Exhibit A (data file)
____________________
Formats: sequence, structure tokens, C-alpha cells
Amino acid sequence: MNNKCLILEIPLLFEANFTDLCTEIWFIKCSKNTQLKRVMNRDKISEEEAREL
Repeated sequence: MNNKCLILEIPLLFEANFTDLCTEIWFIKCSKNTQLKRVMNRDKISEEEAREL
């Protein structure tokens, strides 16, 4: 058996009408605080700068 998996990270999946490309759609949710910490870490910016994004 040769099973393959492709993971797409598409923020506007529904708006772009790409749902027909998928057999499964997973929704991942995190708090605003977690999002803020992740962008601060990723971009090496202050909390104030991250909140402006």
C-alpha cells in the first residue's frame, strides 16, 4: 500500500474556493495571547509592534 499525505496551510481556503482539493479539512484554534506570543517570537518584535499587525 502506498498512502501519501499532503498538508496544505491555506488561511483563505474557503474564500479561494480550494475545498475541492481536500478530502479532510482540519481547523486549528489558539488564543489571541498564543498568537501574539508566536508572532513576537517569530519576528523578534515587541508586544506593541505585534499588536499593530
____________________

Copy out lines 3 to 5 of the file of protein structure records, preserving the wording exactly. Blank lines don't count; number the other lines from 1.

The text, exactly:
Repeated sequence: MNNKCLILEIPLLFEANFTDLCTEIWFIKCSKNTQLKRVMNRDKISEEEAREL
């Protein structure tokens, strides 16, 4: 058996009408605080700068 998996990270999946490309759609949710910490870490910016994004 040769099973393959492709993971797409598409923020506007529904708006772009790409749902027909998928057999499964997973929704991942995190708090605003977690999002803020992740962008601060990723971009090496202050909390104030991250909140402006």
C-alpha cells in the first residue's frame, strides 16, 4: 500500500474556493495571547509592534 499525505496551510481556503482539493479539512484554534506570543517570537518584535499587525 502506498498512502501519501499532503498538508496544505491555506488561511483563505474557503474564500479561494480550494475545498475541492481536500478530502479532510482540519481547523486549528489558539488564543489571541498564543498568537501574539508566536508572532513576537517569530519576528523578534515587541508586544506593541505585534499588536499593530